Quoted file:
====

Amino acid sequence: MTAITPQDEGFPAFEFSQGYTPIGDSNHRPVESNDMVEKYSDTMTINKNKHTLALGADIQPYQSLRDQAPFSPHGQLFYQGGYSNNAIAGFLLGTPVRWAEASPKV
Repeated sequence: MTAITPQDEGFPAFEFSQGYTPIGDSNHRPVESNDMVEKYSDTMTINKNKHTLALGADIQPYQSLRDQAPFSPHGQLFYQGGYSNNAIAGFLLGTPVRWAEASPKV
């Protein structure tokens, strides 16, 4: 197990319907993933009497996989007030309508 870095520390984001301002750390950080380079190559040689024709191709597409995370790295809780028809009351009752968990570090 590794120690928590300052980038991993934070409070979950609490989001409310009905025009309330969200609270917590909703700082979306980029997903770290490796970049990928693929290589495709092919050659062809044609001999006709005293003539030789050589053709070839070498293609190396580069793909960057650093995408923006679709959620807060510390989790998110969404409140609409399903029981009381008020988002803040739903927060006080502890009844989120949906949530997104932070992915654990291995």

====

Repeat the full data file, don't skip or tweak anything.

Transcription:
Amino acid sequence: MTAITPQDEGFPAFEFSQGYTPIGDSNHRPVESNDMVEKYSDTMTINKNKHTLALGADIQPYQSLRDQAPFSPHGQLFYQGGYSNNAIAGFLLGTPVRWAEASPKV
Repeated sequence: MTAITPQDEGFPAFEFSQGYTPIGDSNHRPVESNDMVEKYSDTMTINKNKHTLALGADIQPYQSLRDQAPFSPHGQLFYQGGYSNNAIAGFLLGTPVRWAEASPKV
């Protein structure tokens, strides 16, 4: 197990319907993933009497996989007030309508 870095520390984001301002750390950080380079190559040689024709191709597409995370790295809780028809009351009752968990570090 590794120690928590300052980038991993934070409070979950609490989001409310009905025009309330969200609270917590909703700082979306980029997903770290490796970049990928693929290589495709092919050659062809044609001999006709005293003539030789050589053709070839070498293609190396580069793909960057650093995408923006679709959620807060510390989790998110969404409140609409399903029981009381008020988002803040739903927060006080502890009844989120949906949530997104932070992915654990291995």